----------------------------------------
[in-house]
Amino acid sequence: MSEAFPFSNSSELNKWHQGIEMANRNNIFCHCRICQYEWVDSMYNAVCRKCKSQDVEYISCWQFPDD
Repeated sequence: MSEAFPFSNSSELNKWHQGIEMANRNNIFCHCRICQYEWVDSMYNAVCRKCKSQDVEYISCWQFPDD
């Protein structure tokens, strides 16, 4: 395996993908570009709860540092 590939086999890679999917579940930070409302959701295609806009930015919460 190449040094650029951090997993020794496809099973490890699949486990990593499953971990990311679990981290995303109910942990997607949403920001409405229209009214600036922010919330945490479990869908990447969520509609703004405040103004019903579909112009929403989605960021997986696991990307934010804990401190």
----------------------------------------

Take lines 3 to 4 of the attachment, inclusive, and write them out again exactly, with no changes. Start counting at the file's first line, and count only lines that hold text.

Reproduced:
Repeated sequence: MSEAFPFSNSSELNKWHQGIEMANRNNIFCHCRICQYEWVDSMYNAVCRKCKSQDVEYISCWQFPDD
């Protein structure tokens, strides 16, 4: 395996993908570009709860540092 590939086999890679999917579940930070409302959701295609806009930015919460 190449040094650029951090997993020794496809099973490890699949486990990593499953971990990311679990981290995303109910942990997607949403920001409405229209009214600036922010919330945490479990869908990447969520509609703004405040103004019903579909112009929403989605960021997986696991990307934010804990401190």